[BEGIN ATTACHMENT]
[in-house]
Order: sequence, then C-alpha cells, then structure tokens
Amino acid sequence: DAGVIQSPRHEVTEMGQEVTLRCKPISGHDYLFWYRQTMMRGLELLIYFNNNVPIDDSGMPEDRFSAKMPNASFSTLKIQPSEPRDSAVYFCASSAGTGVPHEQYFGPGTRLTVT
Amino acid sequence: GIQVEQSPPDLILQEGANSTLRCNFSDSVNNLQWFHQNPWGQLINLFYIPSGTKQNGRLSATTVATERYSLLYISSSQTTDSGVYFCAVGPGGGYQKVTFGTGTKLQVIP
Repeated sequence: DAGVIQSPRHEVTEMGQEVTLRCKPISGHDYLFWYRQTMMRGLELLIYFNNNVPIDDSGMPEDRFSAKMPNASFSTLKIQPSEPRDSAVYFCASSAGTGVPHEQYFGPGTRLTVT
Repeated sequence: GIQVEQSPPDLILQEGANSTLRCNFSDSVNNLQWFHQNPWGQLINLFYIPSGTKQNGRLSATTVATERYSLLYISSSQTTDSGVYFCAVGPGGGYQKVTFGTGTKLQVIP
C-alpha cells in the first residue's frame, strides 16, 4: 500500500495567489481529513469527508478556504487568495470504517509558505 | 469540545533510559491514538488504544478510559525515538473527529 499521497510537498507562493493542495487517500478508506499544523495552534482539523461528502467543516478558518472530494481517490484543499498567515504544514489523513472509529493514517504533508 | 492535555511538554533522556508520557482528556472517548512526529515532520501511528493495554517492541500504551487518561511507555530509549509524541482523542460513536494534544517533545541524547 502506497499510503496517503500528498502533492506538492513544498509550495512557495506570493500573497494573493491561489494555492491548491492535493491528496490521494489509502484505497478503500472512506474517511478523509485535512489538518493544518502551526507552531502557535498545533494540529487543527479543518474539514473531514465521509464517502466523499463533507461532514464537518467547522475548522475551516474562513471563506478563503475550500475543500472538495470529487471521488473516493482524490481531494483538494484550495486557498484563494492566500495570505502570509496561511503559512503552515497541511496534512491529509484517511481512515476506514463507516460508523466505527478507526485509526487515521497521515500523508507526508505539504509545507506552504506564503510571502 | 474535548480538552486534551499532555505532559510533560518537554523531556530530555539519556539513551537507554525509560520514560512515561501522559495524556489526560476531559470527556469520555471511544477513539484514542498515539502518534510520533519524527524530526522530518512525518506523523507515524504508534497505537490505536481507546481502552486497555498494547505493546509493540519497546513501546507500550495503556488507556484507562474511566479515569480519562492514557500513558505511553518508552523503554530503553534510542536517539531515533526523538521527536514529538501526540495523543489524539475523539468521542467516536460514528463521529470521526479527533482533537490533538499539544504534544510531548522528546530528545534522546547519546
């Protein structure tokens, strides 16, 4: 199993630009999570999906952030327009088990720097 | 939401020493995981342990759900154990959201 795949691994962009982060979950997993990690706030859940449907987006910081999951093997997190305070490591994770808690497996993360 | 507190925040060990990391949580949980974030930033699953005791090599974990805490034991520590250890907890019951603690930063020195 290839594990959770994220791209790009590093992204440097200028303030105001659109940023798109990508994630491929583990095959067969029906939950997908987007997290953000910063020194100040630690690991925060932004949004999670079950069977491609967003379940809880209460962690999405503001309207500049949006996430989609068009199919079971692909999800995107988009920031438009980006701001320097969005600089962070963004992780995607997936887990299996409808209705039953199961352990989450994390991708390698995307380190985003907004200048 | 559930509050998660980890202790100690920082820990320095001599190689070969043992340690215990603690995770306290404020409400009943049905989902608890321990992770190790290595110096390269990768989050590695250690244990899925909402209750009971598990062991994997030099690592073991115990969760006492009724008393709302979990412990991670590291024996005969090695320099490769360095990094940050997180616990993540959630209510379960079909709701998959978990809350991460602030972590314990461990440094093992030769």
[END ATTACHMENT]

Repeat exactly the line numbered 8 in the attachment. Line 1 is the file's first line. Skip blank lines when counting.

């Protein structure tokens, strides 16, 4: 199993630009999570999906952030327009088990720097 | 939401020493995981342990759900154990959201 795949691994962009982060979950997993990690706030859940449907987006910081999951093997997190305070490591994770808690497996993360 | 507190925040060990990391949580949980974030930033699953005791090599974990805490034991520590250890907890019951603690930063020195 290839594990959770994220791209790009590093992204440097200028303030105001659109940023798109990508994630491929583990095959067969029906939950997908987007997290953000910063020194100040630690690991925060932004949004999670079950069977491609967003379940809880209460962690999405503001309207500049949006996430989609068009199919079971692909999800995107988009920031438009980006701001320097969005600089962070963004992780995607997936887990299996409808209705039953199961352990989450994390991708390698995307380190985003907004200048 | 559930509050998660980890202790100690920082820990320095001599190689070969043992340690215990603690995770306290404020409400009943049905989902608890321990992770190790290595110096390269990768989050590695250690244990899925909402209750009971598990062991994997030099690592073991115990969760006492009724008393709302979990412990991670590291024996005969090695320099490769360095990094940050997180616990993540959630209510379960079909709701998959978990809350991460602030972590314990461990440094093992030769």